Moms work so tirelessly, it’s a wonder we only carve out one day a year…
Essay: Dad Of Last Grad
Tis the season to buy cards for grads and dads. These both hit me this year. While I’m perennially a dad, this year I’m (also) a dad of a high school grad. No biggie, except that it is a BIGGIE because this is the last of three high school graduates. In other words, my nest will be emptying soon.
Fathering is the largest part of my identity. While I’ve only been doing it for a mere 24/55 of my life, it still takes the prize. And it’s been quite a prize. And it’s not like it’s stopping. And it’s not like my nest hasn’t been half-empty for the last six years, post-divorce. And it’s not like my kids are home much in the summer for the last very many years because of camps and travel and the like. But this is different. My children will all not be living with me as of this fall. I will be an Empty Nester.
I should be happy. Lots of people celebrate. Time for self. Time with my partner. Staying late at work. No more headaches from the teenagers. Yuk!
I just “liked” a friend’s Facebook post — “Our final Shalom Party at Temple Emanuel. End of an era …” So that was me 13 years ago. But now my kids aren’t off to the elementary school down the street. They’re off to their lives. In different states. College and graduate school. There’s so much to be thankful for. My kids can fly. It’s time for them to leave the nest and make their own. Talk about pride!
I am a proud father and I celebrate who my kids are, what they’ve done and look forward to what’s next for each of them. They are solid citizens and to think that I have had a part in that is awesome. But I’m going to miss them being under my roof. Seeing them before I go to sleep. Eating meals with them. Packing lunches (I know that most high school seniors pack their own lunch, but I loved packing Rebecca’s lunches until the bitter end). This is huge. I’m even going to have to stop buying produce at Costco.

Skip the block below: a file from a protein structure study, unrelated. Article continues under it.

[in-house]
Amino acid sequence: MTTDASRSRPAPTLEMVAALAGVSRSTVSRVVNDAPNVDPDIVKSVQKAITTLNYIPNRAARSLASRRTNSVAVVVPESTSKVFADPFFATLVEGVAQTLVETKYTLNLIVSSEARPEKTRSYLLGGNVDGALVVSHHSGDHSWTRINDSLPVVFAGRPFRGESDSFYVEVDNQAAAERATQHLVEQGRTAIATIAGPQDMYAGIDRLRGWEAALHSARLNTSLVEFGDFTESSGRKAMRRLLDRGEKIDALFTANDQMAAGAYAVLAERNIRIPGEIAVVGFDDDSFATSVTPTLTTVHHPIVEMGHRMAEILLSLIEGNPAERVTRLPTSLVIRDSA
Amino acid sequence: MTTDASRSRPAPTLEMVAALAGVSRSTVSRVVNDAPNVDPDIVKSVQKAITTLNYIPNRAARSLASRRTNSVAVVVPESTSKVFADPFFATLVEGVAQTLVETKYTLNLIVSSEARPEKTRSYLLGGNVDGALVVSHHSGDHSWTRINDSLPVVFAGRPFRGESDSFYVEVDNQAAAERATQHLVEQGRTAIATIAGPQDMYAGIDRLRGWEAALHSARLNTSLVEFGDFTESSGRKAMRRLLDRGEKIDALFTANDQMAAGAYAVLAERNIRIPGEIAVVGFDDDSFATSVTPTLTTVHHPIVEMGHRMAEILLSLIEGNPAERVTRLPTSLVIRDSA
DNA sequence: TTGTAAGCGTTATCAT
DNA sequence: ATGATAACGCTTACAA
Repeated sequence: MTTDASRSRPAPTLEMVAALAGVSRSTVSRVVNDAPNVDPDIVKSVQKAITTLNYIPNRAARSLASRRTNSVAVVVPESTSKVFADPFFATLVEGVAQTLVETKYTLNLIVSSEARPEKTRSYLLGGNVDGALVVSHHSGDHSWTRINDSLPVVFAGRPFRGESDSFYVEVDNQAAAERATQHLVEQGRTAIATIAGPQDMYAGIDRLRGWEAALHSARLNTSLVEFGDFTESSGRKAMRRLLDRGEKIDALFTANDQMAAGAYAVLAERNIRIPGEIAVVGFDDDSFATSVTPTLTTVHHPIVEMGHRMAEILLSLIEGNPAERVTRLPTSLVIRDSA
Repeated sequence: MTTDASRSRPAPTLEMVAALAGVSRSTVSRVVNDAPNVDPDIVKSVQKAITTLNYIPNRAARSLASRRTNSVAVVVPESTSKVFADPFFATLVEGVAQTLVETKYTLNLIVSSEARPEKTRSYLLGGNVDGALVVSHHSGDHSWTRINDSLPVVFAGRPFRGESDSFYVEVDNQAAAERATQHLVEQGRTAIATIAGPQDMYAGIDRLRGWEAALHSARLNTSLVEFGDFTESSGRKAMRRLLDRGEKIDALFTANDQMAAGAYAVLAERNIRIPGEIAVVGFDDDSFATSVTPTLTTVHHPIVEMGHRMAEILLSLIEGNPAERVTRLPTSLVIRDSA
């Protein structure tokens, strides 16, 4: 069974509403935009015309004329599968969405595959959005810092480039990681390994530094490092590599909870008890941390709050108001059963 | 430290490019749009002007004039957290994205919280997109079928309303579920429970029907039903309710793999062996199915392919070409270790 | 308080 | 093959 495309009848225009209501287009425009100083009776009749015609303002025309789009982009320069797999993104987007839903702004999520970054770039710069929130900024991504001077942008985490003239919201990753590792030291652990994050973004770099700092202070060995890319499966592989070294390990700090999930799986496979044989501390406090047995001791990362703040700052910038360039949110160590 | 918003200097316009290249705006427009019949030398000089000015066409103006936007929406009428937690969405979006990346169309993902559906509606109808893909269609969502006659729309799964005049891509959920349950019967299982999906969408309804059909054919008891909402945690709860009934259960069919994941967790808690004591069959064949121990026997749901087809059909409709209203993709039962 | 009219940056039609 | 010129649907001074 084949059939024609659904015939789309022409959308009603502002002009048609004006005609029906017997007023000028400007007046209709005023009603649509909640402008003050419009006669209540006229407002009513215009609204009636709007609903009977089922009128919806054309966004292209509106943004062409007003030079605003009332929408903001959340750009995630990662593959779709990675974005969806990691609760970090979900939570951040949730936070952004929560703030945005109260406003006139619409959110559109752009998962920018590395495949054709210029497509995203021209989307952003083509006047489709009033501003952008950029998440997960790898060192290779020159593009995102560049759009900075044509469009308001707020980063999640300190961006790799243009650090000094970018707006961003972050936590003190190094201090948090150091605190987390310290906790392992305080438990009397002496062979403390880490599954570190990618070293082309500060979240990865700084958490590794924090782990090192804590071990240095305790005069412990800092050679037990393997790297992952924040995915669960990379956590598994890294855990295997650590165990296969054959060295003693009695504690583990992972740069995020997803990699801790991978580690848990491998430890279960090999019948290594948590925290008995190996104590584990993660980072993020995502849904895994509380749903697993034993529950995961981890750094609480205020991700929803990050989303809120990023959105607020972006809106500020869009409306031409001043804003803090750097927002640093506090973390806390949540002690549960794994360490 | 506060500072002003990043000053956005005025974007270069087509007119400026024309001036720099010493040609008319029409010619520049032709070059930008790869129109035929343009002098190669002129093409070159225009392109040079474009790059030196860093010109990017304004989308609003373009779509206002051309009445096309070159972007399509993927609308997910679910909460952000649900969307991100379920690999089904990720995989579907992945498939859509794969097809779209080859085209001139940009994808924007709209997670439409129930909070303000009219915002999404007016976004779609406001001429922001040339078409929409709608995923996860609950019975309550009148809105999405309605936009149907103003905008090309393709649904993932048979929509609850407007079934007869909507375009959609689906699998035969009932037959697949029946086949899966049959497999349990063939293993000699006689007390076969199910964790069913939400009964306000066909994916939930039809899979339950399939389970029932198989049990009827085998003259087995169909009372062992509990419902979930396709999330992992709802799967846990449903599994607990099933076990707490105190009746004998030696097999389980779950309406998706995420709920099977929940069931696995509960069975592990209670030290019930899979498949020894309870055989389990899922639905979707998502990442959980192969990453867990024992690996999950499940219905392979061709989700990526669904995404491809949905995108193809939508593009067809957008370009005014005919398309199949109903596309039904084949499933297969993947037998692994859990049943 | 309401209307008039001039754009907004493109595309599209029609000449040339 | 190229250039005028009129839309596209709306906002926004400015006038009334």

So, I also run this place in the Jewish community and two chiefs are leaving the nest after making incredible contributions, to go on with their own lives. While it’s really, really hard to imagine Jewish Family Service without Debra and Shaindle raising boatloads of money and making everything more efficient, the reality at work is I’m “replacing” them. At home, not so much! I’m not looking for new children to call my own.
This is the way life is supposed to be. It’s just a little sad right now. Being a dad and having the last one to be the grad. Not sure if there’s a card for that?
Perry Ohren is the so-called father figure of Charlie, Caleb and Rebecca Driker-Ohren and has been the CEO of Jewish Family Service for 7/55 of his life.